MyAmericanFuture

MyAmericanFuture
MyAmericanFuture

Thursday, December 14, 2017

December 14, 2017: Fall 2017 Reflections: Adult Learning Classes



[As another semester comes to a close, I wanted to spend the week reflecting on some complex moments and questions related to Teaching under Trump (trademark AmericanStudier!). I’d love to hear your thoughts, on these or any of your own teaching or semester reflections, in comments!]
On three benefits for life in Trump’s America from my semester’s three adult learning courses.
1)      Historical Knowledge: My first class for Assumption College’s Worcester Institute for Senior Education (WISE) program was at once the most historically focused and yet the most overtly connected to our own moment of the three courses I’m highlighting here. That is, I believe that the course’s central focus on Expanding Our Collective Memories, on presenting five particular histories that we need to better remember, had a lot to offer our 21st century conversations and narratives. To cite one example, for the first class I highlighted a series of forgotten Revolutionary era histories, from early feminist authors and activists to African American slave writers and figures to the period’s Moroccan Muslim American community in Charleston. These figures, texts, and histories are of course well worth remembering for their own sake, but they also and crucially shift our sense of the Revolution and America’s founding, reminding us that such cultures and communities have been integral and vital parts of our national identity and community since its origin points.
2)      Cultural Contexts: My first class for Brandeis University’s BOLLI program was much more literary in emphasis, focusing on creative works by pairs of American authors from shared or similar cultural backgrounds (one more historical and one current). But each and every one of those authors and pairs of course had something meaningful to offer for 21st century American conversations and culture, and I would highlight in particular the two novels on which our middle three weeks of discussion focused: Charles Chesnutt’s The Marrow of Tradition (1901) and David Bradley’s The Chaneysville Incident (1981). I wrote in my preview post about my excitement at teaching that pairing (as well as Bradley’s novel at all) for the first time, and the class and conversations didn’t disappoint. We stayed closely focused on both of those wonderful novels for much of our time, of course, but we nonetheless also linked them to a wide and deep variety of contemporary issues, from police brutality and the anthem protests to the resurgence of white supremacy and debates over American identity (among many others). I’ve long believed that Chesnutt’s book should be required reading for all Americans, and after this experience I might just have to add Bradley’s into the mix as well.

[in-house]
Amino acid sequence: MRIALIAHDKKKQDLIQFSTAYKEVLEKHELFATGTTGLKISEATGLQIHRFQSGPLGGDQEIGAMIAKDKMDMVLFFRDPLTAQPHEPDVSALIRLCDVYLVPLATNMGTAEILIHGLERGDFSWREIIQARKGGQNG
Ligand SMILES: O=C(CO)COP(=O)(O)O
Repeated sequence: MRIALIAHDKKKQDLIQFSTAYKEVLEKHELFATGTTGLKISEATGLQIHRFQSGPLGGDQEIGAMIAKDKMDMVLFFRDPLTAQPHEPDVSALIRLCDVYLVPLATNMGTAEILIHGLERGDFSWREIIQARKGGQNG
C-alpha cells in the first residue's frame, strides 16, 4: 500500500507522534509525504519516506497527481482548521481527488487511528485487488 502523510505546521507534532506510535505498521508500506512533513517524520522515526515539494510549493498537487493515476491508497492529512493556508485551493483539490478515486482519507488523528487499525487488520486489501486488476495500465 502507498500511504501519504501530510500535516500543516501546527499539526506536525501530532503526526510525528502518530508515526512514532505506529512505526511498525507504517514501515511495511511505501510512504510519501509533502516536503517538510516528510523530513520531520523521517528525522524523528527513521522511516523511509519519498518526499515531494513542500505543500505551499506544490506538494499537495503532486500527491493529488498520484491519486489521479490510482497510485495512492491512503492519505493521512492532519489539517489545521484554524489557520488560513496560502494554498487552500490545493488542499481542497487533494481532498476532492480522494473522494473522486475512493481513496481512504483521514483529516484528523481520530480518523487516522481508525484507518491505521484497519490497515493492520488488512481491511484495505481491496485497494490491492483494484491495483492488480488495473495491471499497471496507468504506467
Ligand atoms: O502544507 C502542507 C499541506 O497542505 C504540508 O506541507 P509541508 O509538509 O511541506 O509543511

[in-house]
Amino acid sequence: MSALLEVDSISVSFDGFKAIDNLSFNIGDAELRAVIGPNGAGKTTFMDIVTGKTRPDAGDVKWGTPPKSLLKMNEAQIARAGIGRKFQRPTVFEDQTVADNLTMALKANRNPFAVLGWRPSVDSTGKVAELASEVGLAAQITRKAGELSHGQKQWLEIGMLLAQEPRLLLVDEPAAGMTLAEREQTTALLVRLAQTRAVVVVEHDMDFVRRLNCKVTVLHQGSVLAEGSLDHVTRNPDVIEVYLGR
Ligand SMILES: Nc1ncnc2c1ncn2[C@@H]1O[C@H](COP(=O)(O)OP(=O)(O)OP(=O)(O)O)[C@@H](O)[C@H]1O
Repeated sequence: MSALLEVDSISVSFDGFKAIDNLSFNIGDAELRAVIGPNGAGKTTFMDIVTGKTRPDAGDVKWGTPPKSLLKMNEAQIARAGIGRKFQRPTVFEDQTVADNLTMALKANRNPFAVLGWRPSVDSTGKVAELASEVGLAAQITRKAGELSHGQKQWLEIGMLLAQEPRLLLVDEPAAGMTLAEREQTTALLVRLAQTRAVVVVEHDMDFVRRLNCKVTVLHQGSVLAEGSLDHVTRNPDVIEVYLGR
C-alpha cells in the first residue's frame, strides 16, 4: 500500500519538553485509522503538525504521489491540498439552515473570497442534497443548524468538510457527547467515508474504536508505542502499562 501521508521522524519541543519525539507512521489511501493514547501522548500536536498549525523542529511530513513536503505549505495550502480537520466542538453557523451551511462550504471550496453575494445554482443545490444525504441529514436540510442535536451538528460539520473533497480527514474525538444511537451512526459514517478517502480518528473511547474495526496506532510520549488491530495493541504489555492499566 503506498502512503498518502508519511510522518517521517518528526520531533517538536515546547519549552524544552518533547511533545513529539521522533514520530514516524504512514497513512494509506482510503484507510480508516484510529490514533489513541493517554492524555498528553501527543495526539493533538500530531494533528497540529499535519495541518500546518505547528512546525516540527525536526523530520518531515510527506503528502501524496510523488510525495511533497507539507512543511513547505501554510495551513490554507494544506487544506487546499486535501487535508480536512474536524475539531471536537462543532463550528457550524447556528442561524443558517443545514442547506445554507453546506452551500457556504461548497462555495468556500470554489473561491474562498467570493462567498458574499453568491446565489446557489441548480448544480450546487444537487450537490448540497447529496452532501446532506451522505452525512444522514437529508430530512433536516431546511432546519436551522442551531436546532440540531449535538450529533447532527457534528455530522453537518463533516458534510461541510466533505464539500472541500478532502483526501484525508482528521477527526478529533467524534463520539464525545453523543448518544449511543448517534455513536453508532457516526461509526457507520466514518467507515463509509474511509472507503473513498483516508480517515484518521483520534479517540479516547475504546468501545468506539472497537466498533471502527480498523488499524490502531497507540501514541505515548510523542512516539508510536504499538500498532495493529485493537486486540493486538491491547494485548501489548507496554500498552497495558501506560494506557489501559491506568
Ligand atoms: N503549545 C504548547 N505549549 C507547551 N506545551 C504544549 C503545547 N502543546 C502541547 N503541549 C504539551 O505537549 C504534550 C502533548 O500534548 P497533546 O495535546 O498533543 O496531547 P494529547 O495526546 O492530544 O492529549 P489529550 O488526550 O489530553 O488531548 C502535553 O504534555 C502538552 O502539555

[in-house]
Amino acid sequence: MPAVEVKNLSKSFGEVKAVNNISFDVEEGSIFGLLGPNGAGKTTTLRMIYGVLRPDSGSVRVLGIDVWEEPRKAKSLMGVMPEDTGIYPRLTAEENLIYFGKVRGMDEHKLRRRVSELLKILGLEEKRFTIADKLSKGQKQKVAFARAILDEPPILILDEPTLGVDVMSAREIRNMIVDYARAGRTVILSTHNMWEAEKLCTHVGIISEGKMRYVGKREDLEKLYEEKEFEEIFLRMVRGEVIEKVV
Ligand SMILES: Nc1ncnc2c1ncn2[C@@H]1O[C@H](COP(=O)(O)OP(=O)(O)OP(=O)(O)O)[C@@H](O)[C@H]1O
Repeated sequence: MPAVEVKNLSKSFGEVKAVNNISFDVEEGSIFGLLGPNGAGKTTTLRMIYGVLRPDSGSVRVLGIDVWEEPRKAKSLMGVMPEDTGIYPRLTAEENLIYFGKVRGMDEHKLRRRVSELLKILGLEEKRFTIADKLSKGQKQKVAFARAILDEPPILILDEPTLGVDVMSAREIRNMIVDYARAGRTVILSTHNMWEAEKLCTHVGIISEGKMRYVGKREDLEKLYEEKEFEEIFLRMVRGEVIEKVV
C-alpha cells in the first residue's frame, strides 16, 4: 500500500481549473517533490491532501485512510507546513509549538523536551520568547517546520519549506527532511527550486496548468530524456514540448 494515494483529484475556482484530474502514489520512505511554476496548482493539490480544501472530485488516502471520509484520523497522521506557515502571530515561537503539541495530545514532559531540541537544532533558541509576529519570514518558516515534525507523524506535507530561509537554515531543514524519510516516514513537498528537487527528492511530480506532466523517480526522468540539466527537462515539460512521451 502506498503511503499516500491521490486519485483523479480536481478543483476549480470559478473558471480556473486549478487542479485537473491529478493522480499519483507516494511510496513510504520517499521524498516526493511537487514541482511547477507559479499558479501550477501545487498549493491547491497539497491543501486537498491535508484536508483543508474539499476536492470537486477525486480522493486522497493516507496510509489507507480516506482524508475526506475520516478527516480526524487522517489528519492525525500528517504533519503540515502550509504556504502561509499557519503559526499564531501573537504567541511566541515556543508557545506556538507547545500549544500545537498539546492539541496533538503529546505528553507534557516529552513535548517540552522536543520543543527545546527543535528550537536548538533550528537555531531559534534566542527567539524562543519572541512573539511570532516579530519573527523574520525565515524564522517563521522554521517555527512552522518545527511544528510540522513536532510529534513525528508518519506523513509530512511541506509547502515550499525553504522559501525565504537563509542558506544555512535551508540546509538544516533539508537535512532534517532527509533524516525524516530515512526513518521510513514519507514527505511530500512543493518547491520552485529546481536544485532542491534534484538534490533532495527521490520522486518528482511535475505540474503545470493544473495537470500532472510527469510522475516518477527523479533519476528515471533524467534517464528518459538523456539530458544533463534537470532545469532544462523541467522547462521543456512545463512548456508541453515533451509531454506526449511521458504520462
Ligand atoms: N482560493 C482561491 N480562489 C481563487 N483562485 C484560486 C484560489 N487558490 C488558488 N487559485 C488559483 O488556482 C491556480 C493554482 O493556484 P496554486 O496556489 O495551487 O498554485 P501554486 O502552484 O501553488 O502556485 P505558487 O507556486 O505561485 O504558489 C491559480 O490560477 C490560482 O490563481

3)      Communal Conversations: My I’ve-lost-track-of-what-number class for Fitchburg State’s ALFA program had no central theme or question; we just read and discussed ten great short stories from the Best American Short Stories 2016 anthology. As a result, while a few of the stories connected to one or another specific issue in Trump’s America, most did not do so in any particular way, and most of our conversations thus focused on the stories themselves as well as various contexts far beyond 2017. And yet I would nonetheless argue that these conversations offered a vital experience for living in and surviving the age of Trump: the chance to be part of and share thoughts and ideas with a community of interesting, engaged, intelligent, empathetic fellow Americans and humans. The horrors of our current moment can feel not only crushing but isolating, as of course can various features of our social media and technological worlds. So I’m not sure there’s anything we can do more consistently and crucially to combat those effects than to find and treasure such communities. Every adult learning class I’ve ever taught has offered one for me, which is why I keep coming back to these wonderful programs.
Last reflection tomorrow,
Ben
PS. What do you think? Fall reflections you’d share?

Wednesday, December 13, 2017